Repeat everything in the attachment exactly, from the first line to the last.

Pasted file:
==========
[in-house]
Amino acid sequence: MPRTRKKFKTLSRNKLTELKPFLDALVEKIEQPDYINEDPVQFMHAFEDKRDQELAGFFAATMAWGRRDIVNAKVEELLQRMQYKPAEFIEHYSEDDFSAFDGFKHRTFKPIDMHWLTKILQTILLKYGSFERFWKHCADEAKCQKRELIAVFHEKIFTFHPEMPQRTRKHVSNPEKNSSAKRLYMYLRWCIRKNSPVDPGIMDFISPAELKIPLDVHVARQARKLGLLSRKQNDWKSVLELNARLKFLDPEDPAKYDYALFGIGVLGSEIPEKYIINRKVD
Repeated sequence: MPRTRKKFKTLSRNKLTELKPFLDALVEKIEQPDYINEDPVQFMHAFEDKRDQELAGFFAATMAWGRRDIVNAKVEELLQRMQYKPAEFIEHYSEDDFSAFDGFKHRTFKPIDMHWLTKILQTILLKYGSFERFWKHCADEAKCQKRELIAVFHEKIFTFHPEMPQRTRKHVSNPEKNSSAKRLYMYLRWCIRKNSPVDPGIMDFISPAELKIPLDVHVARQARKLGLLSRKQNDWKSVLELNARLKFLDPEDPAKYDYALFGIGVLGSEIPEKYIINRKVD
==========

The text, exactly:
[in-house]
Amino acid sequence: MPRTRKKFKTLSRNKLTELKPFLDALVEKIEQPDYINEDPVQFMHAFEDKRDQELAGFFAATMAWGRRDIVNAKVEELLQRMQYKPAEFIEHYSEDDFSAFDGFKHRTFKPIDMHWLTKILQTILLKYGSFERFWKHCADEAKCQKRELIAVFHEKIFTFHPEMPQRTRKHVSNPEKNSSAKRLYMYLRWCIRKNSPVDPGIMDFISPAELKIPLDVHVARQARKLGLLSRKQNDWKSVLELNARLKFLDPEDPAKYDYALFGIGVLGSEIPEKYIINRKVD
Repeated sequence: MPRTRKKFKTLSRNKLTELKPFLDALVEKIEQPDYINEDPVQFMHAFEDKRDQELAGFFAATMAWGRRDIVNAKVEELLQRMQYKPAEFIEHYSEDDFSAFDGFKHRTFKPIDMHWLTKILQTILLKYGSFERFWKHCADEAKCQKRELIAVFHEKIFTFHPEMPQRTRKHVSNPEKNSSAKRLYMYLRWCIRKNSPVDPGIMDFISPAELKIPLDVHVARQARKLGLLSRKQNDWKSVLELNARLKFLDPEDPAKYDYALFGIGVLGSEIPEKYIINRKVD